Navigating back from suicide: Air Force Academy provides assistance to survivors

  • Published
  • By Laurie Wilson
  • U.S. Air Force Academy Public Affairs

U.S. AIR FORCE ACADEMY, Colo. -- She sat motionless, hands gripping a lukewarm mug of coffee, trying to comprehend the shocking news that just devastated her world.  “I never even saw it coming,” she thought.

This scene is more often than not a common experience for those left to cope in the aftermath of suicide. Maybe you’ve been here too.  

Last year, 58 active-duty Airmen and three reserve Airmen committed suicide, less than in 2017, but still troubling said the director of Air Force Integrated Resilience Brig. Gen. Michael Martin. The World Health Organization reports suicide as the 10th leading cause of death in the U.S.

The Air Force conducts a comprehensive suicide prevention campaign, but suicide in the ranks continues.

And with it comes a wide wake of devastating fall-out for those left behind. With all the ‘danger signal’ training provided to Total Force Airmen, why is it still happening?

“Airmen get so much great training about prevention strategies that they also know how to hide it,” said Academy Chaplain (Lt. Col.) Lance Giannone. “This leaves survivors with a full range of unanswered questions; the main one being ‘what did I miss?’”

Jeremy Morales, director of the Family Advocacy Office at the Air Force Academy said he has lost seven people in his life to suicide.

“None of them gave any warning signs. I understand how survivors feel,” he said.

Supporting Airmen and their Families

The Air Force and the Academy is not satisfied with simply working to eradicate suicide from its ranks --it’s committed to supporting Airmen and their families deal with the trauma suicide produces.

The chaplain Corps is always available to work with Airmen, cadets, family members and the school’s staff to navigate through the “emotional roller coaster” of grief, anger, shock and their own trauma, Giannone said.

“What survivors need to deeply understand is that they can’t own guilt that does not belong to them,”

he said. “Eventually, the roller-coaster levels out, and it’s easier when survivors have adequate support to help them get there.”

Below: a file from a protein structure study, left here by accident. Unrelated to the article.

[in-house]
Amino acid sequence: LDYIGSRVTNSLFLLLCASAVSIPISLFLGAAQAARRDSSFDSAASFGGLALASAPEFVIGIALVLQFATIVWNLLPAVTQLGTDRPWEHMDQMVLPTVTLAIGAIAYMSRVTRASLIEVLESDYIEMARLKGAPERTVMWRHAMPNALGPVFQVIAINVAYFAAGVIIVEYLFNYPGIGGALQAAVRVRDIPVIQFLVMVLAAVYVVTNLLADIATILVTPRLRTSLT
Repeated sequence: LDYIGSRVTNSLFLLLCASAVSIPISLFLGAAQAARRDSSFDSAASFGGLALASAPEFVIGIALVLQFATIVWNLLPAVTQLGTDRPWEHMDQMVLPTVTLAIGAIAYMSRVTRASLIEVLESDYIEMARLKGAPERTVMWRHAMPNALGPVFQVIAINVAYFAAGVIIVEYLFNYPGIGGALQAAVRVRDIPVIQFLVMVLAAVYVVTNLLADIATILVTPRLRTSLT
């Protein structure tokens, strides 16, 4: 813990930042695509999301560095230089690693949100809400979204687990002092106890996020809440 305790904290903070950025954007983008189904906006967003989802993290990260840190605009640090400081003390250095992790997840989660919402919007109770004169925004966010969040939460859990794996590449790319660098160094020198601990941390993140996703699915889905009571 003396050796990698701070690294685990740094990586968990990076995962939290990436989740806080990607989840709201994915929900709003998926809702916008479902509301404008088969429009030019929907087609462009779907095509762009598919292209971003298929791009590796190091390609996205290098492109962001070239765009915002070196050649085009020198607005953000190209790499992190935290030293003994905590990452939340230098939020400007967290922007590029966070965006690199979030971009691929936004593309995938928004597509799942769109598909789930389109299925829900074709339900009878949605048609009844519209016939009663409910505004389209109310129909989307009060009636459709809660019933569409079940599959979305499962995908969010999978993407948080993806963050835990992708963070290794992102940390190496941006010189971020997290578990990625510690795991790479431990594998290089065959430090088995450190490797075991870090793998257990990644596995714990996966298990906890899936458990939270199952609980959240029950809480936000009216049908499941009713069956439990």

Morales and his staff at the Academy’s Family Advocacy Center devote their time to helping survivors, no matter their relationship to the deceased. He and his team want to help because they do understand where survivors find themselves, he said.

For cadets, the Peak Performance Center offers short-term individual services to help them deal with the stress, low self-esteem and grief that can accompany this kind of trauma. Capt. Robin Morris is the outreach coordinator for the PPC. The PPC supplements the mental health and advocacy services available at the 10th Medical Group, according to Morris.

“There’s often a stigma associated with suicide that can preclude someone from speaking out in group sessions,” she said. “We handle each cadet individually to help them deal with their grief after such a loss. The PPC is also able to refer cadets to other organizations that support what they’re facing.”

Morris said those losing a loved one or friend to suicide can experience suicidal thoughts themselves.

The Academy’s Military Disaster Health Team works to prevent these “copycat” suicides by providing commanders with mental health technicians who direct active duty Airmen to recovery and resilience resources.

Helping one another

Morales said finding ways to deal with the loss in a positive manner can help survivors.

“The suicides I mentioned deeply affected my family too. My mother eventually started a business specializing in cleaning suicide scenes so other families don’t have to ‘clean death’ while going through their loss,” he said.

When it comes to supporting a co-worker or friend who has lost someone to suicide’s “harsh bite”, Morales said to “be a sensitive and patient healer.”

“Foster relationships where laughter and tears can present themselves and the healing will meet you there,” he said. “Tears are a wonderful gift in the healing process. A healer understands this. Just being present with someone who is hurting from such a loss is deeply powerful and contributes to that person’s recovery.”

Be patient with yourself also, Morales said. Navigating back from the self-inflicted loss of a friend, colleague or loved-one can take years.

“It took me 26 years to fully process the pain of one of my losses,” he said.

Call 1-800-342-9647 to contact Military One Source, the Defense Department’s suicide prevention resource center.